Halloween Special: Somer Stampley
Stampley’s world is a celebration of the dreaded Bitch, a vixen decal slapped on the bumper of a truck speeding towards hell, a murderous nymphomaniac she-devil behind the wheel.
Halloween Special: Emily Mae Smith
A hot bullet sears through a glistening ice cube gouging out a peephole through which can be seen an alluring, anthropomorphic broom. This is the nightmare painted by Brooklyn-based artist Emily Mae Smith. Smith seems haunted by this broom, repeatedly painting it into different contemplative landscapes, as if she can’t escape it.
Halloween Special: Marijpol
Picture a world populated peacefully with monsters—trolls, goblins, people with tentacles for legs, tiny alien people, or giant people coexisting with humans on Earth. Imagine: somewhere in some nondescript home, a demon sits mostly nude on the living room floor and, their children asleep, opens their skull from the back to calmly contemplate a sheet-wrapped corpse.
Quintessa Matranga’s rhetoric
Preemptively enter the underworld through Quintessa Matranga’s rhetoric, as the artist’s latest suite of paintings have already begun their afterlife on their coffin-shaped canvases. These coffins—displaying dislocated body parts bedded in cheetah print, ghouls zipped in leather, demons, dissevered mouths screaming, and dragons descending on hearses—create a poetically macabre narrative between art and distortion, a study of the posthumous by a living artist.
Halloween Special: Kuato Ubiq
Welcome to the beautiful Xerox hellscape that is Kuato Ubiq’s work. It’s an aesthetic born from years of entanglement with the NYC punk scene, his visual work expertly shifting from show fliers to nihilistic futuristic paintings, to freaky animations.
Halloween Special: Rhys Lee
Rhys Lee’s paintings give the impression of having been kept in a basement or attic for decades, destroyed by dank conditions, dust, mold and water damage, and then discovered years later, long after the passing of the subject, their colours still eerily vivid.
Interview with a Wood Ear Mushroom
PUBLISHED IN ISSUE 18 INTERVIEW BY BROOK HSU Brook Hsu Psyche 1, Oil on panel, 8 x 6 in. I took a trip to Chinatown so that I could find some dried wood ear mushrooms. They came in a funny little box, like the kind a toy prize might be stuffed into. I brought the…
Parker Ito’s P
The Mould Map gang’s all here, coming out for Parker Ito’s stunning exhibition-companion book P. This is an art-book made by many hands, and it makes sense for Ito: the LA artist is known for challenging authorship and troubling art world sticklers, like when he employed high-paid art assistants to produce his work. By commissioning portraits of himself from Mould Maps’ rat pack Leon Sadler, Jonny Negron, Maren Karlson and others, Ito obscures himself while enshrining himself.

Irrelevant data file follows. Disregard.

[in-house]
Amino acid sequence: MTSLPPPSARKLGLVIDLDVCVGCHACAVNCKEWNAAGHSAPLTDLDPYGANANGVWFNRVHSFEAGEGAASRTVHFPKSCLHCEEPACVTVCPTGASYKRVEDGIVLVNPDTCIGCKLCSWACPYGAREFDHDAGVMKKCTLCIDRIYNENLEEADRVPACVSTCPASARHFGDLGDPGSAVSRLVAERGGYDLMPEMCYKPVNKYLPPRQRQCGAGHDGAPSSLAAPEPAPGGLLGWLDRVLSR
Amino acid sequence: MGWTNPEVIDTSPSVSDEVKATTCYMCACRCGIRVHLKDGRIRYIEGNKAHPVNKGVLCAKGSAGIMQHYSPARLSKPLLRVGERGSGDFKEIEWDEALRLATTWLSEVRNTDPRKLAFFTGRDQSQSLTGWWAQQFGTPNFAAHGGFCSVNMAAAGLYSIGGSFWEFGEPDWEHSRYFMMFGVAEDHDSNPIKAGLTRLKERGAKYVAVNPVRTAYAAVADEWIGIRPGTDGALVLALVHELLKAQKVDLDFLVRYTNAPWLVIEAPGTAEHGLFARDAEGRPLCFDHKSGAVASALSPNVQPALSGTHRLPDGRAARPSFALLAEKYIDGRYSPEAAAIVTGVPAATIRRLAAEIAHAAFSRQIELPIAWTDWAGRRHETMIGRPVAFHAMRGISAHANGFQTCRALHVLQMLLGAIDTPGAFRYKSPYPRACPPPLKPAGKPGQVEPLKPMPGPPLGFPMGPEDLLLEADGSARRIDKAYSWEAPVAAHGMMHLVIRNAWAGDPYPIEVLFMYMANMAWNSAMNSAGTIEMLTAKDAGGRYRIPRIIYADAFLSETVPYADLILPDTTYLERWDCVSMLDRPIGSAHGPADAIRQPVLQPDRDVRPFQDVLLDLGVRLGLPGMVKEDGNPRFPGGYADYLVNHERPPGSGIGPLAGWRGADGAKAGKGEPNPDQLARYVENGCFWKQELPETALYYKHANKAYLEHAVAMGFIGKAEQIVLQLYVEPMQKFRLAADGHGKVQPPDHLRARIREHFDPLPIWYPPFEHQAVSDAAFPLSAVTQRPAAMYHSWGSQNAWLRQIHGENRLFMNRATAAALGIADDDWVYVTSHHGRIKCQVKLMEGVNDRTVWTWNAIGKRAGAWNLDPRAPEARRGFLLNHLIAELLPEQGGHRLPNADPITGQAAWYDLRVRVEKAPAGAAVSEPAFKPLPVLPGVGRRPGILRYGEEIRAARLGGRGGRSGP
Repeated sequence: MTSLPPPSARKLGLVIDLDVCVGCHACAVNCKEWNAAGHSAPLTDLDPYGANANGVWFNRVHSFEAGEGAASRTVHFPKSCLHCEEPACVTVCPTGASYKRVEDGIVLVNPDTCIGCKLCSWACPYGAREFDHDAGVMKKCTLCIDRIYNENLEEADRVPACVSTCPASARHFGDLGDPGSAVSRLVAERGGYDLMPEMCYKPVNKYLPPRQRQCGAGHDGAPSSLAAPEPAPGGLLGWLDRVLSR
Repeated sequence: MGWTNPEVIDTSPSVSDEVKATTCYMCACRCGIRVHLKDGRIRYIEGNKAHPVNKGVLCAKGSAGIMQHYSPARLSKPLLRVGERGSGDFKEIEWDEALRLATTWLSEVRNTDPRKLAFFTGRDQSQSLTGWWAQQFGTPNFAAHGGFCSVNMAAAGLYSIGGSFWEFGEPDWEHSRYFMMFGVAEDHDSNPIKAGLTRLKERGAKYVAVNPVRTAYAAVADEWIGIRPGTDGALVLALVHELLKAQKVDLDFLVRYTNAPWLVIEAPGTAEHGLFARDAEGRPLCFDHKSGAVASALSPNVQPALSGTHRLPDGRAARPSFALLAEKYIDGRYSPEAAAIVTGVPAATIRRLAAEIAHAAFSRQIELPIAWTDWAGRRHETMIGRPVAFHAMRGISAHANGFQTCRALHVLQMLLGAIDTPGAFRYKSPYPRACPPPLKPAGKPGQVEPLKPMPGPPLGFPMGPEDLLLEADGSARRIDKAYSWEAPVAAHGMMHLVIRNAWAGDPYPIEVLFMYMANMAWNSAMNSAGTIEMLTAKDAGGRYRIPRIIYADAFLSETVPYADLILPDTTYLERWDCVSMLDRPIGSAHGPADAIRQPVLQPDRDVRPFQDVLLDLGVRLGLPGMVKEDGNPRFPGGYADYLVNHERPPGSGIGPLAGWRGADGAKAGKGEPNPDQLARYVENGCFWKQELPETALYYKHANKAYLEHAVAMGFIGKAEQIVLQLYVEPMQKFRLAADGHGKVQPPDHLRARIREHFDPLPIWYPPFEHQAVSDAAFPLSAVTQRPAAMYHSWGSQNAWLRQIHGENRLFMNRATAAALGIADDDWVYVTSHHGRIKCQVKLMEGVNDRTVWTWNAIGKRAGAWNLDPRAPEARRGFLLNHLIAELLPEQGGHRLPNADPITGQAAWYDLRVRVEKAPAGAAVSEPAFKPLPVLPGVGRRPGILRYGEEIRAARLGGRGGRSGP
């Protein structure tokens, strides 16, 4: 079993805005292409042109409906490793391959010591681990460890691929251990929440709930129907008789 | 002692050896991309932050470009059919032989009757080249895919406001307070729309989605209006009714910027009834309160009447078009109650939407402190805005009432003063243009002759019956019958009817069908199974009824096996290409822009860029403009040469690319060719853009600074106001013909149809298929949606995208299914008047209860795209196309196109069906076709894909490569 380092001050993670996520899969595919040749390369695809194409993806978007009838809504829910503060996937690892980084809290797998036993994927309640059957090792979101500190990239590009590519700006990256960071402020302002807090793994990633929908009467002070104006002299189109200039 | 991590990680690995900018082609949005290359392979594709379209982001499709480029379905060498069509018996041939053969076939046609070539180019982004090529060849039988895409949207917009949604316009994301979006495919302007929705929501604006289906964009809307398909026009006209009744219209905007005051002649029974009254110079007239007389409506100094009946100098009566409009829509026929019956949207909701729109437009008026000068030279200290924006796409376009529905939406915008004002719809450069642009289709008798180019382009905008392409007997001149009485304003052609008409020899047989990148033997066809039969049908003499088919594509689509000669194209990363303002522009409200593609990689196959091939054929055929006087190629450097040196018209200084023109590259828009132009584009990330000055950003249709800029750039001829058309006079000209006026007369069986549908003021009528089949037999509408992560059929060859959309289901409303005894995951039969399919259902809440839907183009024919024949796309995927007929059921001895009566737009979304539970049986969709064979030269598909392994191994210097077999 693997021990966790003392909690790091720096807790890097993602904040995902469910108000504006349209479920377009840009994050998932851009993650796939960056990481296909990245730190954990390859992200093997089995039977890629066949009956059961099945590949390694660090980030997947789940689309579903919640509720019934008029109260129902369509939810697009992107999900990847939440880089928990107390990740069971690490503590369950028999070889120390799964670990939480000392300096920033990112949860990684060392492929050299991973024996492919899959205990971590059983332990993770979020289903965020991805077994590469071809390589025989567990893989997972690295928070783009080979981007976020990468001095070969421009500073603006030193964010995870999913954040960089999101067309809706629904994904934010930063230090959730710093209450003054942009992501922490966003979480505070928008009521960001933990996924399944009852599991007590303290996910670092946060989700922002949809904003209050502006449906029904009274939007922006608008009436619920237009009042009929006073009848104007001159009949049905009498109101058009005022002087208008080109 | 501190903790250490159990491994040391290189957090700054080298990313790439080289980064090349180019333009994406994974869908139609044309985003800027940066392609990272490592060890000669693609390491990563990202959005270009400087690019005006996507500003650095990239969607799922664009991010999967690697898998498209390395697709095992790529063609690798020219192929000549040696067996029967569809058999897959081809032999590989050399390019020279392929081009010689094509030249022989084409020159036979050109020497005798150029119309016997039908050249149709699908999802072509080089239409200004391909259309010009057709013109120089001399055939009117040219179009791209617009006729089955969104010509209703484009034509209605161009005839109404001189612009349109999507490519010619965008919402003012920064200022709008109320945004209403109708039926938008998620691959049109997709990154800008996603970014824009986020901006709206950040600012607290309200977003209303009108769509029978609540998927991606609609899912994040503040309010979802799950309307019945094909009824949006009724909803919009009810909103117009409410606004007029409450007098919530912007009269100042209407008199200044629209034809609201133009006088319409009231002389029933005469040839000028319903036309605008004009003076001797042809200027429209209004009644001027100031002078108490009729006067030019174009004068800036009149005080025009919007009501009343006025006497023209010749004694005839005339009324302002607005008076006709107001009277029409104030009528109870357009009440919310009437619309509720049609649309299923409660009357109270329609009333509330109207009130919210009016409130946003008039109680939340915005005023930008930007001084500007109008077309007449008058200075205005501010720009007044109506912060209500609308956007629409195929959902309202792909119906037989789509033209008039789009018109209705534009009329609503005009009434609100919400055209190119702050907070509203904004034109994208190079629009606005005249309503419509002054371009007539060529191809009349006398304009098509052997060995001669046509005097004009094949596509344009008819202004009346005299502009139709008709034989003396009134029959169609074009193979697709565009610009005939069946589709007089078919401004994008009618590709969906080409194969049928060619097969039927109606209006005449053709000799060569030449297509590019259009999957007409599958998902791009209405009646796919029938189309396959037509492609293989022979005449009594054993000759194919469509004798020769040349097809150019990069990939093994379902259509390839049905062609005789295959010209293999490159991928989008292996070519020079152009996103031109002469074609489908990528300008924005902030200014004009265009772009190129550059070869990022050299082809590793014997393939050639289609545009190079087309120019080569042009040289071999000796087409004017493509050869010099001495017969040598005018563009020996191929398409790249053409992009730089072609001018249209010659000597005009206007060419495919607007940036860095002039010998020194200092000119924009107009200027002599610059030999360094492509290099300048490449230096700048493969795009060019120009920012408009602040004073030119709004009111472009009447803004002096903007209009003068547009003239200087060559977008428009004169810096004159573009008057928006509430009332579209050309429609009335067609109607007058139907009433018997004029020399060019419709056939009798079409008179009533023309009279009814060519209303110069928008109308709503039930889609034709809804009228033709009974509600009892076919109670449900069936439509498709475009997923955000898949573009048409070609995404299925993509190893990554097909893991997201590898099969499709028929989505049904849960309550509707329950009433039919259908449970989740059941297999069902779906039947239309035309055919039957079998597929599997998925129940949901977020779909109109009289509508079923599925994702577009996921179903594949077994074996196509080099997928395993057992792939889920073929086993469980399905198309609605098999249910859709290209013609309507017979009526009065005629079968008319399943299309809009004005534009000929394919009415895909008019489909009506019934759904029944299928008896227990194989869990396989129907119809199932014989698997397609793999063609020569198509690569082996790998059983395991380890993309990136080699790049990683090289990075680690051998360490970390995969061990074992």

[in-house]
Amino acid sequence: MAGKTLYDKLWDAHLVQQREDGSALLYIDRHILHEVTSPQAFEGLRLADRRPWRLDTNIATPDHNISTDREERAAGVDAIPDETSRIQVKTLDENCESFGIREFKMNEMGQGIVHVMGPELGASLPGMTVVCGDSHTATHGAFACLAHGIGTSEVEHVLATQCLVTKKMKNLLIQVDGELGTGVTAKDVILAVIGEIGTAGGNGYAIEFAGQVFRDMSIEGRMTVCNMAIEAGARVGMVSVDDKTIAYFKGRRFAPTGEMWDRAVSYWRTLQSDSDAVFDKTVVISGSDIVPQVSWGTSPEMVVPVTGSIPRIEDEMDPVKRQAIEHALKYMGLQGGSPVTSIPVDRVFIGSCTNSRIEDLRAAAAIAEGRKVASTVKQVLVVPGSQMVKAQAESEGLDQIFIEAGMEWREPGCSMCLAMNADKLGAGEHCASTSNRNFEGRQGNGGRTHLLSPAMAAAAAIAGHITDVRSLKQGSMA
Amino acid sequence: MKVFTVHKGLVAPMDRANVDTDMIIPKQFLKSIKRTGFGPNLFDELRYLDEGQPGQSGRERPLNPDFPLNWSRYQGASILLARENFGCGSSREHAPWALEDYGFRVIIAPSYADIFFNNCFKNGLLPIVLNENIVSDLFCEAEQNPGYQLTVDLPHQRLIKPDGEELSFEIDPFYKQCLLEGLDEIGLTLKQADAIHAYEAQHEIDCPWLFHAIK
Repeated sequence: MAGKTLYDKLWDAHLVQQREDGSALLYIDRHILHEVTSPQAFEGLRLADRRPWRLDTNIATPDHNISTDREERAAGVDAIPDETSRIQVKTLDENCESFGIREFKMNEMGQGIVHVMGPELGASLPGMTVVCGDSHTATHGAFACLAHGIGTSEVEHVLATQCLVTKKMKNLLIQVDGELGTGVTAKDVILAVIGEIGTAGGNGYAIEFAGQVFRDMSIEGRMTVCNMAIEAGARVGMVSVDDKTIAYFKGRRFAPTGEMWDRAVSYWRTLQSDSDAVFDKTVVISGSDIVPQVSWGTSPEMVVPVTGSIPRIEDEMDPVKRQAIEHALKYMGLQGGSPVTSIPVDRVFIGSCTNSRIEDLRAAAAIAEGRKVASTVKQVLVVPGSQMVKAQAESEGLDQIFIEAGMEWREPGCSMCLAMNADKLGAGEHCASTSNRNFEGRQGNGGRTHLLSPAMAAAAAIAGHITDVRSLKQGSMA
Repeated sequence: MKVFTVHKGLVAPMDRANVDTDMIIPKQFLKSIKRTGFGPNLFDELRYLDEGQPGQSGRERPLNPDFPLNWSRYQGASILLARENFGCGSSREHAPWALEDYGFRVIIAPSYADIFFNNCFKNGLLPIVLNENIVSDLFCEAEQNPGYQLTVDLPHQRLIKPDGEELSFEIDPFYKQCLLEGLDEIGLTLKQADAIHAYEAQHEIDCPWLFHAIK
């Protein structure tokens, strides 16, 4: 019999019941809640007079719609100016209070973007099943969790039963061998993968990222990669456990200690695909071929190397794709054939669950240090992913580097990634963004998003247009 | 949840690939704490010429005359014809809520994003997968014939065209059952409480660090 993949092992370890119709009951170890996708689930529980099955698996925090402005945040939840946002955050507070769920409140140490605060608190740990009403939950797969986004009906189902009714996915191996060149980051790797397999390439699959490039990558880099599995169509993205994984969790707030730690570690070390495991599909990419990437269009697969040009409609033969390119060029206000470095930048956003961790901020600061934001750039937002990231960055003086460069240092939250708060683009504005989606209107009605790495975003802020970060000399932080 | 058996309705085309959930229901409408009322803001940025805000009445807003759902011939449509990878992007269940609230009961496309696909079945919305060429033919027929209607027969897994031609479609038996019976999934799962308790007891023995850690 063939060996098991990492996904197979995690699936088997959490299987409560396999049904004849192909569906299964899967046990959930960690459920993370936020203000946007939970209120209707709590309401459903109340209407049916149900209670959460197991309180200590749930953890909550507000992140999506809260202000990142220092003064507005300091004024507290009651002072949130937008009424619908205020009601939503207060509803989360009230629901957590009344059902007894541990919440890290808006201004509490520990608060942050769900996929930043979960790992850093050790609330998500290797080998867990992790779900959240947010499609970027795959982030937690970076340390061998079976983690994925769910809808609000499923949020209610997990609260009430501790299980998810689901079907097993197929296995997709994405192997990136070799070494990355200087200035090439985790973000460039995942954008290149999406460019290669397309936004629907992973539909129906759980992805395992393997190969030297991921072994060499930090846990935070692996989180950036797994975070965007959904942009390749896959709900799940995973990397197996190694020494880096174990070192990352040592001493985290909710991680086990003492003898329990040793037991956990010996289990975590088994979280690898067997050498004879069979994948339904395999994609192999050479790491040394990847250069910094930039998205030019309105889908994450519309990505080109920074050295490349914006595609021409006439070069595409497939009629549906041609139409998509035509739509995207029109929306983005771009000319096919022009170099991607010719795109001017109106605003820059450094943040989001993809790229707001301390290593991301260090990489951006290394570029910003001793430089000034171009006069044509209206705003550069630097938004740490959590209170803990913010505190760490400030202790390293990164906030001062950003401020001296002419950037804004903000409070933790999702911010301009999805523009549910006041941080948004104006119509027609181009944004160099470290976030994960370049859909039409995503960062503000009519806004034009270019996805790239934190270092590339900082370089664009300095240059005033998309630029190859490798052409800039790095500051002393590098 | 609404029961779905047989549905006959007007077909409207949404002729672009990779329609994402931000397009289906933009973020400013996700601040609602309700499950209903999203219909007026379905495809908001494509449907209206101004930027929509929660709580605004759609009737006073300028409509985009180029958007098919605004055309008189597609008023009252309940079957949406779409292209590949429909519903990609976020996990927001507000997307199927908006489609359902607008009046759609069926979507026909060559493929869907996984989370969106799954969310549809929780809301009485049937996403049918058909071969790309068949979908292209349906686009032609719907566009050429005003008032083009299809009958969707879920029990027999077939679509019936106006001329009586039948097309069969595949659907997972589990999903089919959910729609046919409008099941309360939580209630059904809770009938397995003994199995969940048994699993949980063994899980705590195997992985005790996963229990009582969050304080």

Brook Hsu’s art practice bears witness as well as offers invitation. Infinitely lying on forest floor in a blackout. Learning to breathe underwater. The smell of fresh soil. A wound healing slowly.
At Home with Julia Kennedy: A Recipe for Spice Rice
PUBLISHED IN ISSUE 18 WRITTEN BY JULIA KENNEDY I rejoice in solitude when the house is quiet and no one might disturb the comings and goings of my rituals. Right now, I sit perched here in my kitchen, alone, for the moment blissful. I can hear Alice Coltrane, Roxy Music Avalon, two angelic cats…
Brian Rideout in the Garden Room
QUARRIED MARBLE, 2018, foam, plaster, acrylic, wood Images Courtesy of MKG127 Enter a gallery room containing paintings of pictures, decoratively hung, warmly lit. The first work before us is not a painting of a space or the objects within it, but is a representational painting of the 72nd page of a 20th Century interior design…
The Strange World of Ambera Wellmann
Ambera Wellmann is lamenting energy vampires—the most highly evolved stage of a failed painting. But failure in this context feels rather oxymoronic floating so near to Wellmann’s visual oeuvre. Born and raised on the East Coast of Canada, Wellmann now operates out of Berlin. Her most recent work, which explores the mythology of porcelain, features moody, amorphous globs—the jelly-like ooze of a tadpole on the precipice of hatching.
Ivy Haldeman’s Interesting Type
Images courtesy of Downs & Ross, New York “Many of you have asked why we are so confident in our ability to deliver the top line and what specifically will drive it…We see Oscar Mayer Hot Dogs increase households’ penetration and velocity, grow dollar sales and gain share.” – The Kraft Heinz Co. 2018 Earnings Call, The Interesting…
Premiere: Native Cruise’s Orange, Feel
“The sky above the port was the colour of television, tuned to a dead channel.” – William Gibson, Neuromancer Native Cruise’s Sunsets & Deeper Moods marks the first release on a new tape series from London label No Bad Days. The Northern English producer made a wave with his summer hit “Calypso Spring,” returning with this moodier,…
Marisa Kriangwiwat Holmes’ Prizes
Animals are always the observed. The fact that they can observe us has lost all significance. They are the objects of our ever-extending knowledge. What we know about them is an index of our power.
Ben Sledsens’ Two Trees
Sledsens’ work in Two Trees, currently on view at Tim Van Laere Gallery, is strong, vivid, and humorous.
© 2019 The Editorial Magazine